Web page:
Chapter 11/13/21 – More fairing nubs

I started off first thing today by laying up glass on both the upper and lower sides of the elevator fairing securing nubs.  The tops got 2 plies of glass with a ply of BID atop a ply of UNI.  The bottom side got 3 plies of glass, with a ply of UNI sandwiched by a single ply of BID each side.  I then peel plied the layups.

I then got to work on a serendipitous discovery I had last night… and not potentially a good one . . .

Although I failed to get a shot of it as I was in somewhat of a hurry to get out the door last night, while recovering a Korey Light that had fallen down into the back seat area through one of the control tube pass-through holes in the front seat bulkhead, I happened to notice a small pond of the water in the GIB seat pan… just aft of the GIB thigh support sump tanks.

“Uh-oh!” I thought to myself, as I wondered if I had a leak in the right sump tank… as that is where I had let the water drain from the main tank to then exit out the hole on the bottom of the sump tank –where normally a drain valve would be mounted.  The only other area that could be leaking I hypothesized is the area around the 1/2″ aluminum tube between the main tank and the sump tank.  So I figured I would test both the right sump tank itself, and the fuel tube that transits the fuel from the main tank to the sump tank.

However, after cleaning out the water in my GIB seat pan, and climbing in to take a look, I realized that I had at some point —that I clearly didn’t remember— taped across the sump tank drain hole on the bottom floor of the sump tank to keep out dust, debris and critters until the drain valve was installed.

Moreover, when I had pulled the drain plug on the main tank the taped hole in the sump tank was letting just enough water through that I thought it was draining as it should… but clearly it was restricting the exit flow.

My initial test last night consisted of mimicking the previous process, so I filled the right sump tank via the main tank’s corner fuel exit drain.  The only difference was I had pulled the internal tape and installed the drain valve.  I also pulled the armrest off to check for any signs of leakage, and there were none.  Now, I should note that in prep for eventually configuring the sump tanks post-strakes, a while back I had taken all but 3 screws out of the top access plates.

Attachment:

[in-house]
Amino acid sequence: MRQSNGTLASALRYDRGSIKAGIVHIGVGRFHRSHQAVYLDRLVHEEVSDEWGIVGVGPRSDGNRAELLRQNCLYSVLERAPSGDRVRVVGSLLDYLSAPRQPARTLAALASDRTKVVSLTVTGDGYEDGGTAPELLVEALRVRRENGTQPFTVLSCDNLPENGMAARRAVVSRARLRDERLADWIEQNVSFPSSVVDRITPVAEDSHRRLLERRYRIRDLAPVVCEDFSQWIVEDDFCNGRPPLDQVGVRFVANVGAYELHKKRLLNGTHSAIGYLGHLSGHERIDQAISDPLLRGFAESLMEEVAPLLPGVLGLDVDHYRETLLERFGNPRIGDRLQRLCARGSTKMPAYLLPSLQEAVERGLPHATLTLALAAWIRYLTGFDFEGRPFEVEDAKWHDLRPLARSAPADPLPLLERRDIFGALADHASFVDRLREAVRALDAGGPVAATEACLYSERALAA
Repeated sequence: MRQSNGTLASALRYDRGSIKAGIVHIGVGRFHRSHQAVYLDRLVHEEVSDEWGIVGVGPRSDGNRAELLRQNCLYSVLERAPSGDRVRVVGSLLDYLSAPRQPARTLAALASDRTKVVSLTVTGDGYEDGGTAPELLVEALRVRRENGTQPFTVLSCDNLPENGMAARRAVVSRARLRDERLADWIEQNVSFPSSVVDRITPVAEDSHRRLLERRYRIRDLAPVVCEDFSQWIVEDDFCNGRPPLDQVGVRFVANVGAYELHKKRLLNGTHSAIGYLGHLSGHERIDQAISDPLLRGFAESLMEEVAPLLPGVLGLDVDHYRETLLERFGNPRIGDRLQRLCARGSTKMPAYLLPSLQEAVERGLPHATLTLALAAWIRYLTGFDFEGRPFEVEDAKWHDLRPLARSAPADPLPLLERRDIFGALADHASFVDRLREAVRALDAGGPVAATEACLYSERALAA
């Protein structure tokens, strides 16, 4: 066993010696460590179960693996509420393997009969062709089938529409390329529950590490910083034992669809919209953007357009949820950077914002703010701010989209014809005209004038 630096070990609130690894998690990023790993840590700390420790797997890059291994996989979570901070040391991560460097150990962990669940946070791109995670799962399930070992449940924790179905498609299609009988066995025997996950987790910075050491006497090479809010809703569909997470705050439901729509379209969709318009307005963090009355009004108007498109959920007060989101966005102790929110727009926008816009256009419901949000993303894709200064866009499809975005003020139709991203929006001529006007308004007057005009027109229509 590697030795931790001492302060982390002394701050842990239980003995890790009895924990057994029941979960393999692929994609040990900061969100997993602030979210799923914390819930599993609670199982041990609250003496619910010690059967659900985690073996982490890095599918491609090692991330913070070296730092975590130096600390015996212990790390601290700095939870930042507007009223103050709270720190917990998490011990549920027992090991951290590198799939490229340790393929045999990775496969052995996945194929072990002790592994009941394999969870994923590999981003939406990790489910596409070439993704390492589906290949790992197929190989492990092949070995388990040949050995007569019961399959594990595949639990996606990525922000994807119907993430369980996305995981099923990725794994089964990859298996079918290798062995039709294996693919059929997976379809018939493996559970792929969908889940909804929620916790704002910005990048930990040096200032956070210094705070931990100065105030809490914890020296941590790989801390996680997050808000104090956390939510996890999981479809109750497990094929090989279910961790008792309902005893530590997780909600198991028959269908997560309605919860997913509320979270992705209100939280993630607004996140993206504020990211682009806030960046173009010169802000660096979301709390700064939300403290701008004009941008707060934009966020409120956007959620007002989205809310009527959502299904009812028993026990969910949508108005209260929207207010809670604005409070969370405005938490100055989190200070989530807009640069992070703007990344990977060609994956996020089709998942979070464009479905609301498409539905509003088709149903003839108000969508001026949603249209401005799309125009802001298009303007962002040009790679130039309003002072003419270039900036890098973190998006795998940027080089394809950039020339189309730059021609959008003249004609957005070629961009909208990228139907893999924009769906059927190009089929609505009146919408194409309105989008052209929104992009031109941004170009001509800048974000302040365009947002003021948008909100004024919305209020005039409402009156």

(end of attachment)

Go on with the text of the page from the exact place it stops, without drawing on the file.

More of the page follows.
Fast forward to this morning… after a whole night of holding water in the right sump tank with no leaks, my conclusion was that the exit flow from the sump tank, having been restricted by tape, caused the the water to overflow the top access port —which was secured only by 3 loosened screws— and simply flow down into the GIB seat pan.  There was zero signs of any leaks.

One thing this test also allowed me to do was drain all the water into a bucket and determine that the right sump tank holds 1.25 gal as collected, and by adding a minimal pint into the mix due to the unfilled area left forward of the access port (I expect it will hold closer to another quart) I’m calling the right sump tank fuel quantity at 1.35 gallons.

Moving on.

After checking my layups on the elevator fairing nubs to find that they still needed a bit more cure time, I decided to knock out the design and initial wood cutting for the fuselage dolly I’ll need to support the inverted fuselage after I flip it for shaping and skinning the bottom strakes.

I rounded up a bunch of scrap wood and cut it to length as I had annotated on my cut sheet.  Step 1 of the inverted fuselage dolly complete.

By this point the glass layups on the nubs had cured, and I proceeded to pull the peel ply, razor trim the excess, and redrill the CAMLOC stud holes.

I then remounted the aft nose/avionics cover to verify the fit between the glassed nubs and the elevator fairings.  I had to do a couple of iterative tweaks on the right side, but it seemed to finally settle in.

I then took all the water I had previously drained out of the right sump tank and repeated the entire test on the left sump tank.  I saw no leak issues from the main tank to sump tank fuel line, and although I only had the water in the left sump tank for about an hour before I left the shop, there were no evident leaks.

I left the water in the left sump tank to sit overnight and will check for any leaks tomorrow.  And as per my current usual, tomorrow I’ll continue work on both the aft nose/avionics cover elevator fairings and the instrument panel to get those knocked out pre-fuselage flip.

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